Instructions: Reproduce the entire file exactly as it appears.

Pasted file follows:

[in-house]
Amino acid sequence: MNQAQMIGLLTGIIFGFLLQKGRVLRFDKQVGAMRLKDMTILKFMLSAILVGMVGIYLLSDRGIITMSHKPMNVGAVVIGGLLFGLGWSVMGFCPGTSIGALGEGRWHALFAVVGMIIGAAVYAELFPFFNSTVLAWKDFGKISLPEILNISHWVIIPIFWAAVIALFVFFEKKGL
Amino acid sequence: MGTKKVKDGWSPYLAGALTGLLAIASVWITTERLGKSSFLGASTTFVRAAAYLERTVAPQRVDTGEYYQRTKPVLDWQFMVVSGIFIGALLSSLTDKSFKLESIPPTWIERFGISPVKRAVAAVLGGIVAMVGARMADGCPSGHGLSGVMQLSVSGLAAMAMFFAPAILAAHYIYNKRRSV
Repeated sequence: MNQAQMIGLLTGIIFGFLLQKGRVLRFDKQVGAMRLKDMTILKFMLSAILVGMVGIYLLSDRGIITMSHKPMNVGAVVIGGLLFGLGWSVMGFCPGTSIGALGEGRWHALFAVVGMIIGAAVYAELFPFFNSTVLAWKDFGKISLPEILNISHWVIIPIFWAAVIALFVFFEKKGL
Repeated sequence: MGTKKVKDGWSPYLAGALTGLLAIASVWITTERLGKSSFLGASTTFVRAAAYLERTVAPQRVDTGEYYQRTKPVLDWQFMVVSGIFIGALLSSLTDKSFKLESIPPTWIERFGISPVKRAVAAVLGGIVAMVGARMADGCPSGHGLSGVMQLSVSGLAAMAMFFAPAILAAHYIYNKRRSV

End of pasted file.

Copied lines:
[in-house]
Amino acid sequence: MNQAQMIGLLTGIIFGFLLQKGRVLRFDKQVGAMRLKDMTILKFMLSAILVGMVGIYLLSDRGIITMSHKPMNVGAVVIGGLLFGLGWSVMGFCPGTSIGALGEGRWHALFAVVGMIIGAAVYAELFPFFNSTVLAWKDFGKISLPEILNISHWVIIPIFWAAVIALFVFFEKKGL
Amino acid sequence: MGTKKVKDGWSPYLAGALTGLLAIASVWITTERLGKSSFLGASTTFVRAAAYLERTVAPQRVDTGEYYQRTKPVLDWQFMVVSGIFIGALLSSLTDKSFKLESIPPTWIERFGISPVKRAVAAVLGGIVAMVGARMADGCPSGHGLSGVMQLSVSGLAAMAMFFAPAILAAHYIYNKRRSV
Repeated sequence: MNQAQMIGLLTGIIFGFLLQKGRVLRFDKQVGAMRLKDMTILKFMLSAILVGMVGIYLLSDRGIITMSHKPMNVGAVVIGGLLFGLGWSVMGFCPGTSIGALGEGRWHALFAVVGMIIGAAVYAELFPFFNSTVLAWKDFGKISLPEILNISHWVIIPIFWAAVIALFVFFEKKGL
Repeated sequence: MGTKKVKDGWSPYLAGALTGLLAIASVWITTERLGKSSFLGASTTFVRAAAYLERTVAPQRVDTGEYYQRTKPVLDWQFMVVSGIFIGALLSSLTDKSFKLESIPPTWIERFGISPVKRAVAAVLGGIVAMVGARMADGCPSGHGLSGVMQLSVSGLAAMAMFFAPAILAAHYIYNKRRSV